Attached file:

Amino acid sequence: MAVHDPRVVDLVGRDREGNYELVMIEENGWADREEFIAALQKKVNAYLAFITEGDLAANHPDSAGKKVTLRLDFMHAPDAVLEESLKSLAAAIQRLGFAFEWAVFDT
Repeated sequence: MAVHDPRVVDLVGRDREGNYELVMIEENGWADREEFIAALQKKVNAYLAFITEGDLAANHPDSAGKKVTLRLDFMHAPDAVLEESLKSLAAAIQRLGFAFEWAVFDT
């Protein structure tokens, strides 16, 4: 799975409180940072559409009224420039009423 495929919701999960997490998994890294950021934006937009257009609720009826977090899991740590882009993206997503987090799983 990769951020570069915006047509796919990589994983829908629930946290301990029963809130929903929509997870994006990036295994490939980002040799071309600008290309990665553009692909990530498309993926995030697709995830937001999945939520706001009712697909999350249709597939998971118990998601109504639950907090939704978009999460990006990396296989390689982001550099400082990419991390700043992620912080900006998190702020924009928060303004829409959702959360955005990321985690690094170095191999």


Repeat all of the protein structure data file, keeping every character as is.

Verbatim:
Amino acid sequence: MAVHDPRVVDLVGRDREGNYELVMIEENGWADREEFIAALQKKVNAYLAFITEGDLAANHPDSAGKKVTLRLDFMHAPDAVLEESLKSLAAAIQRLGFAFEWAVFDT
Repeated sequence: MAVHDPRVVDLVGRDREGNYELVMIEENGWADREEFIAALQKKVNAYLAFITEGDLAANHPDSAGKKVTLRLDFMHAPDAVLEESLKSLAAAIQRLGFAFEWAVFDT
């Protein structure tokens, strides 16, 4: 799975409180940072559409009224420039009423 495929919701999960997490998994890294950021934006937009257009609720009826977090899991740590882009993206997503987090799983 990769951020570069915006047509796919990589994983829908629930946290301990029963809130929903929509997870994006990036295994490939980002040799071309600008290309990665553009692909990530498309993926995030697709995830937001999945939520706001009712697909999350249709597939998971118990998601109504639950907090939704978009999460990006990396296989390689982001550099400082990419991390700043992620912080900006998190702020924009928060303004829409959702959360955005990321985690690094170095191999």